17.01.2018 change 18.01.2018

Global "suffocation" of seas and oceans: oxygen deserts are expanding

Low oxygen causes the death of corals and in Bocas del Toro, Panama. The dead crabs pictured also succumbed to the loss of dissolved oxygen in the water. Credit: Arcadio Castillo/Smithsonian Low oxygen causes the death of corals and in Bocas del Toro, Panama. The dead crabs pictured also succumbed to the loss of dissolved oxygen in the water. Credit: Arcadio Castillo/Smithsonian

Oxygen depletes in the oceans and seas all over the world around the world. Regions with dangerously low oxygen level have increased in the last 50 years by an area as large as the European Union - scientists alarm. Publication about this appeared in Science.

Scientists point out that human activity is the main factor contributing to the deoxidation of oceans and seas. Firstly, it is due to an increase in the temperature on the Earth, or global warming, caused by excessive carbon dioxide emissions. The second reason for the deoxidation of oceans are fertilizers and sewage, unprecedented amounts of which reach the seas by rivers after flowing from the fields.

We do not realize how important water with bubbles is for life. This is naturally not about bottled sparkling water, saturated with carbon dioxide. Inhabitants of the seas and oceans - fish, crustaceans, corals, sponges, octopuses - would not be able to survive without another gas - oxygen dissolved in water. When the oxygen concentration in the environment decreases, these animals have to drastically reduce energy expenditures, which is associated with smaller sizes, less frequent reproduction or much smaller range of search for food. Ultimately, if the life-giving gas runs out, the animals will simply suffocate.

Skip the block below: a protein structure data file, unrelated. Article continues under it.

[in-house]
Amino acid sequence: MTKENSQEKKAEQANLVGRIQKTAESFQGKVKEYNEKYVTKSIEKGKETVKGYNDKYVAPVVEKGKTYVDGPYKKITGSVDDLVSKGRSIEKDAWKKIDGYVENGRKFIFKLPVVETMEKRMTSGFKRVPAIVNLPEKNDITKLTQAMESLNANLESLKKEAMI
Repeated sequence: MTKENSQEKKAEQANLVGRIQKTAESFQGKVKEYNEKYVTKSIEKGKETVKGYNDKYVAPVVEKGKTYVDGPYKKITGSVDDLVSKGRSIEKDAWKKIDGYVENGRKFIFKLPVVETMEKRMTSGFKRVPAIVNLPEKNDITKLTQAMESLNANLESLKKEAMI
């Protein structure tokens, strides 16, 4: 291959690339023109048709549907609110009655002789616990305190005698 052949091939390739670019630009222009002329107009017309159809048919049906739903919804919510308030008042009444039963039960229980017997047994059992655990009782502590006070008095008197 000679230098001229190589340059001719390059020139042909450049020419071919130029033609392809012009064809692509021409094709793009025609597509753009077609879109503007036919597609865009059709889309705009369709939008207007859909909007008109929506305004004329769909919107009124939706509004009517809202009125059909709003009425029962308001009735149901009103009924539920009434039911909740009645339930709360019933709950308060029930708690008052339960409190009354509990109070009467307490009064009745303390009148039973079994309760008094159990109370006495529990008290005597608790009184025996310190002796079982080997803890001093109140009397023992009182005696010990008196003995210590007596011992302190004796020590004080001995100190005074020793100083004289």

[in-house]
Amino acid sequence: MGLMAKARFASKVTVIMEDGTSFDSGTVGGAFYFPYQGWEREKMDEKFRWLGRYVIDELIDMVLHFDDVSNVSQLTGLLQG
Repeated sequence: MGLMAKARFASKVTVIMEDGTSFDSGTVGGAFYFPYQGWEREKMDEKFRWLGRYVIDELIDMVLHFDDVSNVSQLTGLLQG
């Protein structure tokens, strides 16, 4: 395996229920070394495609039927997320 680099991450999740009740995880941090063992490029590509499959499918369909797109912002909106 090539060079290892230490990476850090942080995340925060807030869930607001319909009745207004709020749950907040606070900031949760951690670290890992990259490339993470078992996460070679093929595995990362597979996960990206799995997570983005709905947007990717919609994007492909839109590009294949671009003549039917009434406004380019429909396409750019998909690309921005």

It turns out that as much as half of the oxygen on the entire globe, including the oxygen that terrestrial mammals breathe, originates from the ocean. Where does this gas come from in the ocean? It is produced, for example, by tiny aquatic plants - phytoplankton, in the process of photosynthesis.

In the latest publication, which appeared in the prestigious journal "Science", scientists alarm that oxygen content in the seas and oceans all over the world is getting lower. Over the past 50 years, 2 percent oxygen "evaporated" from the open oceans.